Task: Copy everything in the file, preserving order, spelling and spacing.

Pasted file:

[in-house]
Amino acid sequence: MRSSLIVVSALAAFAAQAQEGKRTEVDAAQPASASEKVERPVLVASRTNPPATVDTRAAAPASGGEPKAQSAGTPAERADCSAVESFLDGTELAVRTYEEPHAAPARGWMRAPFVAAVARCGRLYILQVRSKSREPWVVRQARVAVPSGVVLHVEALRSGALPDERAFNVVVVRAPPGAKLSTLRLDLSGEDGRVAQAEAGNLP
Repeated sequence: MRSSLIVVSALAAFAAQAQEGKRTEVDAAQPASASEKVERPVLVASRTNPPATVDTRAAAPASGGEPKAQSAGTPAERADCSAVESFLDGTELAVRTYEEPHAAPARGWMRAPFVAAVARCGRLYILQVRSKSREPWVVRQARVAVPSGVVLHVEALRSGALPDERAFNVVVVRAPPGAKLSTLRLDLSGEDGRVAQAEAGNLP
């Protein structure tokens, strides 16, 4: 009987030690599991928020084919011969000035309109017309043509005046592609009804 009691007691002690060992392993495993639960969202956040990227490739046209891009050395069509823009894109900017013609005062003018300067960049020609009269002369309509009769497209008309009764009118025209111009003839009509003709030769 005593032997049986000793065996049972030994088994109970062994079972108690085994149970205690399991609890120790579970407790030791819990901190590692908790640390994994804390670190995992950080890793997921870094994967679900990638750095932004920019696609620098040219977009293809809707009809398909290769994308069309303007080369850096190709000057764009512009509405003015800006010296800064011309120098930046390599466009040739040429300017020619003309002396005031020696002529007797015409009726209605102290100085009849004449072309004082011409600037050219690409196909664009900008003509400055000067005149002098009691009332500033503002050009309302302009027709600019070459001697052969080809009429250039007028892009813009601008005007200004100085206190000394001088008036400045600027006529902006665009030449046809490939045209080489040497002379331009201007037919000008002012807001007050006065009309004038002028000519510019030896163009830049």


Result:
[in-house]
Amino acid sequence: MRSSLIVVSALAAFAAQAQEGKRTEVDAAQPASASEKVERPVLVASRTNPPATVDTRAAAPASGGEPKAQSAGTPAERADCSAVESFLDGTELAVRTYEEPHAAPARGWMRAPFVAAVARCGRLYILQVRSKSREPWVVRQARVAVPSGVVLHVEALRSGALPDERAFNVVVVRAPPGAKLSTLRLDLSGEDGRVAQAEAGNLP
Repeated sequence: MRSSLIVVSALAAFAAQAQEGKRTEVDAAQPASASEKVERPVLVASRTNPPATVDTRAAAPASGGEPKAQSAGTPAERADCSAVESFLDGTELAVRTYEEPHAAPARGWMRAPFVAAVARCGRLYILQVRSKSREPWVVRQARVAVPSGVVLHVEALRSGALPDERAFNVVVVRAPPGAKLSTLRLDLSGEDGRVAQAEAGNLP
């Protein structure tokens, strides 16, 4: 009987030690599991928020084919011969000035309109017309043509005046592609009804 009691007691002690060992392993495993639960969202956040990227490739046209891009050395069509823009894109900017013609005062003018300067960049020609009269002369309509009769497209008309009764009118025209111009003839009509003709030769 005593032997049986000793065996049972030994088994109970062994079972108690085994149970205690399991609890120790579970407790030791819990901190590692908790640390994994804390670190995992950080890793997921870094994967679900990638750095932004920019696609620098040219977009293809809707009809398909290769994308069309303007080369850096190709000057764009512009509405003015800006010296800064011309120098930046390599466009040739040429300017020619003309002396005031020696002529007797015409009726209605102290100085009849004449072309004082011409600037050219690409196909664009900008003509400055000067005149002098009691009332500033503002050009309302302009027709600019070459001697052969080809009429250039007028892009813009601008005007200004100085206190000394001088008036400045600027006529902006665009030449046809490939045209080489040497002379331009201007037919000008002012807001007050006065009309004038002028000519510019030896163009830049």